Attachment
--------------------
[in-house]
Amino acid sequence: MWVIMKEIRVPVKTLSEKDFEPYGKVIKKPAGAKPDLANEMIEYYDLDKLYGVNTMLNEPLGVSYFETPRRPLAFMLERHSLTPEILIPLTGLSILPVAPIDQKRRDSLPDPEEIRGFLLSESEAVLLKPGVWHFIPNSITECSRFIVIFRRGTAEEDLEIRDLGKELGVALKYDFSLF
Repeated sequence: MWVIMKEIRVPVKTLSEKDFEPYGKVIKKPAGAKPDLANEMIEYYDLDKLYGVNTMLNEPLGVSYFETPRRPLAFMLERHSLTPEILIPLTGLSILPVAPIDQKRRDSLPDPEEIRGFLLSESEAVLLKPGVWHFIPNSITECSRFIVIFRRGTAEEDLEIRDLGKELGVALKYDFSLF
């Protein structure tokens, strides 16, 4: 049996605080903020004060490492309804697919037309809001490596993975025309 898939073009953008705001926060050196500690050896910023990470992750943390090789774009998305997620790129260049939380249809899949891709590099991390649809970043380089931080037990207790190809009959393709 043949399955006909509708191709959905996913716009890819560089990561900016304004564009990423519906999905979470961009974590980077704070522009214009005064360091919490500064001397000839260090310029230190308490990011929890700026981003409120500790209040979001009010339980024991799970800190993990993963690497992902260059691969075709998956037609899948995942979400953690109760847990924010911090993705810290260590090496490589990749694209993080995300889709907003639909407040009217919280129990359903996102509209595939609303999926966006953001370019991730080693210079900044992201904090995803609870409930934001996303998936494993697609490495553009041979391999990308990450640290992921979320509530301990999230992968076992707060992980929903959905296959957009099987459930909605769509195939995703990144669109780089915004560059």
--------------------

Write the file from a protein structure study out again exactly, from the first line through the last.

[in-house]
Amino acid sequence: MWVIMKEIRVPVKTLSEKDFEPYGKVIKKPAGAKPDLANEMIEYYDLDKLYGVNTMLNEPLGVSYFETPRRPLAFMLERHSLTPEILIPLTGLSILPVAPIDQKRRDSLPDPEEIRGFLLSESEAVLLKPGVWHFIPNSITECSRFIVIFRRGTAEEDLEIRDLGKELGVALKYDFSLF
Repeated sequence: MWVIMKEIRVPVKTLSEKDFEPYGKVIKKPAGAKPDLANEMIEYYDLDKLYGVNTMLNEPLGVSYFETPRRPLAFMLERHSLTPEILIPLTGLSILPVAPIDQKRRDSLPDPEEIRGFLLSESEAVLLKPGVWHFIPNSITECSRFIVIFRRGTAEEDLEIRDLGKELGVALKYDFSLF
């Protein structure tokens, strides 16, 4: 049996605080903020004060490492309804697919037309809001490596993975025309 898939073009953008705001926060050196500690050896910023990470992750943390090789774009998305997620790129260049939380249809899949891709590099991390649809970043380089931080037990207790190809009959393709 043949399955006909509708191709959905996913716009890819560089990561900016304004564009990423519906999905979470961009974590980077704070522009214009005064360091919490500064001397000839260090310029230190308490990011929890700026981003409120500790209040979001009010339980024991799970800190993990993963690497992902260059691969075709998956037609899948995942979400953690109760847990924010911090993705810290260590090496490589990749694209993080995300889709907003639909407040009217919280129990359903996102509209595939609303999926966006953001370019991730080693210079900044992201904090995803609870409930934001996303998936494993697609490495553009041979391999990308990450640290992921979320509530301990999230992968076992707060992980929903959905296959957009099987459930909605769509195939995703990144669109780089915004560059």